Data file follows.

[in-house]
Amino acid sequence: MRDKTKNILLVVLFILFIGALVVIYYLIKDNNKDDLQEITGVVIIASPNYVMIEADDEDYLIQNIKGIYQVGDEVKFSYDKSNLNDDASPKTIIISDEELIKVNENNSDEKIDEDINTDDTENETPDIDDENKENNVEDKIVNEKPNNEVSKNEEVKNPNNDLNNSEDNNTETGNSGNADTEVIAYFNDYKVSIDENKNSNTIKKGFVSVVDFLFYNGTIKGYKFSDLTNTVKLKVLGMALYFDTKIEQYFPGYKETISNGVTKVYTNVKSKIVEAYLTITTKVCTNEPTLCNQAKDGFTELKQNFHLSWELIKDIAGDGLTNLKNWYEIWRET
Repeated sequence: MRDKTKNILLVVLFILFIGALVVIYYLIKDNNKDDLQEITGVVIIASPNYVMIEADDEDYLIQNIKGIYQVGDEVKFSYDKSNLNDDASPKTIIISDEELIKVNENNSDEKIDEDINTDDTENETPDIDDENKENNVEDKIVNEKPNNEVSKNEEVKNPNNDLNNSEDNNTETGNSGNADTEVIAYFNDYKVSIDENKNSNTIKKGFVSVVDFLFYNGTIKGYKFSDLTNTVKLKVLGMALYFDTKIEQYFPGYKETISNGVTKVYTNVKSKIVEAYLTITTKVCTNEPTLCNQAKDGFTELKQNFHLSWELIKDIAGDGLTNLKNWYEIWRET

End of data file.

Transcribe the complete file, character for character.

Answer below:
[in-house]
Amino acid sequence: MRDKTKNILLVVLFILFIGALVVIYYLIKDNNKDDLQEITGVVIIASPNYVMIEADDEDYLIQNIKGIYQVGDEVKFSYDKSNLNDDASPKTIIISDEELIKVNENNSDEKIDEDINTDDTENETPDIDDENKENNVEDKIVNEKPNNEVSKNEEVKNPNNDLNNSEDNNTETGNSGNADTEVIAYFNDYKVSIDENKNSNTIKKGFVSVVDFLFYNGTIKGYKFSDLTNTVKLKVLGMALYFDTKIEQYFPGYKETISNGVTKVYTNVKSKIVEAYLTITTKVCTNEPTLCNQAKDGFTELKQNFHLSWELIKDIAGDGLTNLKNWYEIWRET
Repeated sequence: MRDKTKNILLVVLFILFIGALVVIYYLIKDNNKDDLQEITGVVIIASPNYVMIEADDEDYLIQNIKGIYQVGDEVKFSYDKSNLNDDASPKTIIISDEELIKVNENNSDEKIDEDINTDDTENETPDIDDENKENNVEDKIVNEKPNNEVSKNEEVKNPNNDLNNSEDNNTETGNSGNADTEVIAYFNDYKVSIDENKNSNTIKKGFVSVVDFLFYNGTIKGYKFSDLTNTVKLKVLGMALYFDTKIEQYFPGYKETISNGVTKVYTNVKSKIVEAYLTITTKVCTNEPTLCNQAKDGFTELKQNFHLSWELIKDIAGDGLTNLKNWYEIWRET